The Vancouver Canucks did it.

They traded their biggest trade chip, Bo Horvat. Horvat is heading to the New York Islanders. What comes to Vancouver is winger Anthony Beauvillier, prospect Aatu Räty and a protected first-round pick.

The conditions of the first-round pick were announced by Sportsnet’s Elliotte Friedman.

So after weeks and months of speculation, the Canucks captain is heading to Long Island. He is the second Canuck captain to be traded to the Islanders. The first? Trevor Linden in 1998.

Another wild thing is that Lou Lamoriello was the one who traded the ninth overall pick to the Canucks in exchange for Cory Schneider. Vancouver used that pick on Bo Horvat. Who is the current general manager of the Islanders? Lou Lamoriello. Oh, and Schneider is on the Islanders AHL team, the Bridgeport Islanders. It all came full circle.

It’s been a wild season for the Canucks and the craziness didn’t stop during the All-Star break.

Initial thoughts

It was reported that the Canucks wanted three things in a Horvat deal: A prospect, a roster player and a draft pick. That’s what they got.

It’s not a haul that Canucks fans would’ve wanted and it felt like the return would be something like they received today.

It’s not a horrible return but it is not a great return. But is it a good return? Sure.

The Canucks need a right-handed defenceman and didn’t get one. On the Islanders, they don’t much to offer and their prospect pool is among the worst in the NHL. With Horvat gone, centre is now a big position of need.

This also shows that the Canucks are committed to their rebuild…er…retool. They know the season is lost and Horvat could be the first of a fire sale. The next best trade candidate to be moved is Luke Schenn.

Lamoreillo also revealed that the Canucks have retained 25% of Horvat’s salary meaning 4.15 million dollars in cap space is coming back to Vancouver It is only until the end of the season but I don’t think retaining was necessary. Plus, if they were retaining, they probably could have gotten more.

The Islanders Point of View

For the Islanders, this is kind of a weird one but it shows they plan to go on a playoff run. As mentioned, they are a few points below the playoff line but aren’t a Stanley Cup contender of course.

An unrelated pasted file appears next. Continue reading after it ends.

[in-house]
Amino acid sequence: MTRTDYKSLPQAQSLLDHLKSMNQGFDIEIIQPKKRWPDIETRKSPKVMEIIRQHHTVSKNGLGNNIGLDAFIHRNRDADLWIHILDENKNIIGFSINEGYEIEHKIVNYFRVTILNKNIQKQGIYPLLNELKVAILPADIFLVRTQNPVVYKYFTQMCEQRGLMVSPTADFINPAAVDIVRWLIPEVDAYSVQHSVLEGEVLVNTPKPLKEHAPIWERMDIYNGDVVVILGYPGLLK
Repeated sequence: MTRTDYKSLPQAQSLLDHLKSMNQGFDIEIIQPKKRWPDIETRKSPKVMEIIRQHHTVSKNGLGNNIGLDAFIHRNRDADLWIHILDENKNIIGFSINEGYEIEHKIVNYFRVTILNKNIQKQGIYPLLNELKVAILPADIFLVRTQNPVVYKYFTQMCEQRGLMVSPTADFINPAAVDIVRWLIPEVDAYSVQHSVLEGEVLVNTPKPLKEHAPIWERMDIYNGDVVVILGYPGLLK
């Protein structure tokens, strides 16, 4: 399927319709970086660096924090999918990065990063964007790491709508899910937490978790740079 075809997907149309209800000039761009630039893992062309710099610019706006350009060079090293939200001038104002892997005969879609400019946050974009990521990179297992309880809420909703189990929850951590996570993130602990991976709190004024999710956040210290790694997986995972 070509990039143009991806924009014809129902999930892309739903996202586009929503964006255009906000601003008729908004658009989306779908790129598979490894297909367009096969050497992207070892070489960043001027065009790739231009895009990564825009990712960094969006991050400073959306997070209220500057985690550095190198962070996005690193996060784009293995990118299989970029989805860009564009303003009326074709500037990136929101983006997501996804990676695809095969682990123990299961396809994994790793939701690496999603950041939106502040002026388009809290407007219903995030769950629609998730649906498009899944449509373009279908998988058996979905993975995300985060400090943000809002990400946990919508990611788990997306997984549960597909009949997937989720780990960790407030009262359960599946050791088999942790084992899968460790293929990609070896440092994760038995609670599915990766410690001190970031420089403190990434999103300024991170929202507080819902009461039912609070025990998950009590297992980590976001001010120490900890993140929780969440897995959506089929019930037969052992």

The Isles have not drafted in the first round since 2019. In the Horvat deal, they sent their best prospect.

Mat Barzal is a good player but he can’t do it all. Behind him at centre, Horvat provides a boost in a team that has Brock Nelson who is pretty good. There is also Jean-Gabriel Pagaeu and Casey Cizikas who is a fine player but is overpaid. Heck, they could even move Barzal on the wing and put him with Horvat on a line together. (I prefer Barzal at centre FYI and Horvat is not a first liner)

The Islanders are 21st in goal scoring this season and Horvat has 31 in 49 games this season. But you are asking can the Islanders re-sign him? They only have a projected cap space of 2.03 million dollars right now.

Players who are pending UFAs for New York are Semyon Varlamov, (5 million dollar AAV) Zach Parise ($750,000 AAV) and Scott Mayfield (1.8 million dollar AAV) along with Horvat. Oliver Wahlstrom is also a pending RFA.

It’s possible that they can re-sign Horvat but we all know that he’ll want a huge raise from his 5.5 million dollar cap hit. It will probably be around the eight million mark or even higher, especially if Horvat continues his goal-scoring pace.

New York gave up the typical rental package and it would look very bad on them if Horvat walks in free agency. But it could be great for them if Horvat helps them go on a run and re-signs and has a few more good years left in them but that is a big “if.”

The Islanders are risking quite a bit on Horvat and I’m not too sure if they were the right team to acquire him especially if you think long-term. He fills a need but isn’t a long-term one.

They aren’t a contender and aren’t in a position to make deals like this and give big extensions to players who are in their late 20s. It will look terrible in a few years when Horvat is making a huge amount of money and is on the decline. It feels like the Islanders need a…retool because like the Canucks, they are stuck in the middle and adding Horvat is just digging deeper not climbing out of the hole 

Then again, I have not watched or followed the Islanders that closely and someone who has could probably explain things better.

The pick

Let’s talk about the first-round pick. That pick is an important part of the deal and could potentially make it better.

Why? As mentioned, it is top 12 protected. The Islanders are two points out of the final wild-card spot in the Eastern Conference. There is a chance (not guaranteed) that they could stay in the position they are now. If they end up in the 13-15 range, that would be huge for the Canucks. A pick in that range is basically a top-ten pick in this year’s draft. That would make the trade even better.

Of course, there is a chance that the Horvat could help the Islanders make the playoffs and they win a round or two and they pick in the 20-25 range. That’s not a bad thing at all and you could potentially find a gem but you would rather have a top-15 pick, right?